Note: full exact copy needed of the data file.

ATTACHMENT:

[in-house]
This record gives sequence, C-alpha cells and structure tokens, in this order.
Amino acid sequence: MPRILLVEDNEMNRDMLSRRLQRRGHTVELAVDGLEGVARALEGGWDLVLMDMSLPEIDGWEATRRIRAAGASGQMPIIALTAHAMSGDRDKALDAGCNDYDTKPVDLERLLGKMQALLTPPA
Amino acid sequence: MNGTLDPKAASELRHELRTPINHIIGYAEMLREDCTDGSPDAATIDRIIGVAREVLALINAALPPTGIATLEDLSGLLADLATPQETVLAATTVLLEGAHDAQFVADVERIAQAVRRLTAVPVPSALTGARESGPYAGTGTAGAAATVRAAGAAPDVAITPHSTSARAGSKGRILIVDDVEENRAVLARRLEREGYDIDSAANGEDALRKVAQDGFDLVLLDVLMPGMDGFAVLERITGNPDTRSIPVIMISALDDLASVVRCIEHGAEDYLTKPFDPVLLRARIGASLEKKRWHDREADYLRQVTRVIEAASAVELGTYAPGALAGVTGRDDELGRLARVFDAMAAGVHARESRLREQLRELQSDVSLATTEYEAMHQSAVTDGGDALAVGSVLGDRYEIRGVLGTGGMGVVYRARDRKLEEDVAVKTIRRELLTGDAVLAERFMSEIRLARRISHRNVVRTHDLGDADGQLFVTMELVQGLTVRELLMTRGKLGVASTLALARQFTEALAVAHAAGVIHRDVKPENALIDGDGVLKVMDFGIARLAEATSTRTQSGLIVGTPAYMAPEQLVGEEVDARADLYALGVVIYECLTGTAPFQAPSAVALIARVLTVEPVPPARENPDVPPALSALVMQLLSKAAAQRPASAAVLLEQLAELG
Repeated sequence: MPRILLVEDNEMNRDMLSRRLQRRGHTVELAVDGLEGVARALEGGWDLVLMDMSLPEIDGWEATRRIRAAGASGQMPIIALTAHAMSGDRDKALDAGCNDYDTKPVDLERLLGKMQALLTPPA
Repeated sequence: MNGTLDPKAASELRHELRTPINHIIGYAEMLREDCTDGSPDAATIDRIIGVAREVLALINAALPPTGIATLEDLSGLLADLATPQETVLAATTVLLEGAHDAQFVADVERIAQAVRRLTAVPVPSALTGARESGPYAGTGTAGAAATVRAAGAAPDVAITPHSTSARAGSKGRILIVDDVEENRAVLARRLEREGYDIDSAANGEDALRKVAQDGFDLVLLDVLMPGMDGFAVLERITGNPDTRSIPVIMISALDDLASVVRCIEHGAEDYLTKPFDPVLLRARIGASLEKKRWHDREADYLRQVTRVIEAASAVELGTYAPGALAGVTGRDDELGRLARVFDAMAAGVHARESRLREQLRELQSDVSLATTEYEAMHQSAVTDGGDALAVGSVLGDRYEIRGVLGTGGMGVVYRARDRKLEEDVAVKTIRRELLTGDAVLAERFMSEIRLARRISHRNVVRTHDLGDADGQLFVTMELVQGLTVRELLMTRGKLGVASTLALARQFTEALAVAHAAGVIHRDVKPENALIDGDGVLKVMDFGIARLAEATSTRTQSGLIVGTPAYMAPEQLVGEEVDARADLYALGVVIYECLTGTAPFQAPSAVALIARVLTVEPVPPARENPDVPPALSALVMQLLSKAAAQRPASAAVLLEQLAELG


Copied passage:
[in-house]
This record gives sequence, C-alpha cells and structure tokens, in this order.
Amino acid sequence: MPRILLVEDNEMNRDMLSRRLQRRGHTVELAVDGLEGVARALEGGWDLVLMDMSLPEIDGWEATRRIRAAGASGQMPIIALTAHAMSGDRDKALDAGCNDYDTKPVDLERLLGKMQALLTPPA
Amino acid sequence: MNGTLDPKAASELRHELRTPINHIIGYAEMLREDCTDGSPDAATIDRIIGVAREVLALINAALPPTGIATLEDLSGLLADLATPQETVLAATTVLLEGAHDAQFVADVERIAQAVRRLTAVPVPSALTGARESGPYAGTGTAGAAATVRAAGAAPDVAITPHSTSARAGSKGRILIVDDVEENRAVLARRLEREGYDIDSAANGEDALRKVAQDGFDLVLLDVLMPGMDGFAVLERITGNPDTRSIPVIMISALDDLASVVRCIEHGAEDYLTKPFDPVLLRARIGASLEKKRWHDREADYLRQVTRVIEAASAVELGTYAPGALAGVTGRDDELGRLARVFDAMAAGVHARESRLREQLRELQSDVSLATTEYEAMHQSAVTDGGDALAVGSVLGDRYEIRGVLGTGGMGVVYRARDRKLEEDVAVKTIRRELLTGDAVLAERFMSEIRLARRISHRNVVRTHDLGDADGQLFVTMELVQGLTVRELLMTRGKLGVASTLALARQFTEALAVAHAAGVIHRDVKPENALIDGDGVLKVMDFGIARLAEATSTRTQSGLIVGTPAYMAPEQLVGEEVDARADLYALGVVIYECLTGTAPFQAPSAVALIARVLTVEPVPPARENPDVPPALSALVMQLLSKAAAQRPASAAVLLEQLAELG
Repeated sequence: MPRILLVEDNEMNRDMLSRRLQRRGHTVELAVDGLEGVARALEGGWDLVLMDMSLPEIDGWEATRRIRAAGASGQMPIIALTAHAMSGDRDKALDAGCNDYDTKPVDLERLLGKMQALLTPPA
Repeated sequence: MNGTLDPKAASELRHELRTPINHIIGYAEMLREDCTDGSPDAATIDRIIGVAREVLALINAALPPTGIATLEDLSGLLADLATPQETVLAATTVLLEGAHDAQFVADVERIAQAVRRLTAVPVPSALTGARESGPYAGTGTAGAAATVRAAGAAPDVAITPHSTSARAGSKGRILIVDDVEENRAVLARRLEREGYDIDSAANGEDALRKVAQDGFDLVLLDVLMPGMDGFAVLERITGNPDTRSIPVIMISALDDLASVVRCIEHGAEDYLTKPFDPVLLRARIGASLEKKRWHDREADYLRQVTRVIEAASAVELGTYAPGALAGVTGRDDELGRLARVFDAMAAGVHARESRLREQLRELQSDVSLATTEYEAMHQSAVTDGGDALAVGSVLGDRYEIRGVLGTGGMGVVYRARDRKLEEDVAVKTIRRELLTGDAVLAERFMSEIRLARRISHRNVVRTHDLGDADGQLFVTMELVQGLTVRELLMTRGKLGVASTLALARQFTEALAVAHAAGVIHRDVKPENALIDGDGVLKVMDFGIARLAEATSTRTQSGLIVGTPAYMAPEQLVGEEVDARADLYALGVVIYECLTGTAPFQAPSAVALIARVLTVEPVPPARENPDVPPALSALVMQLLSKAAAQRPASAAVLLEQLAELG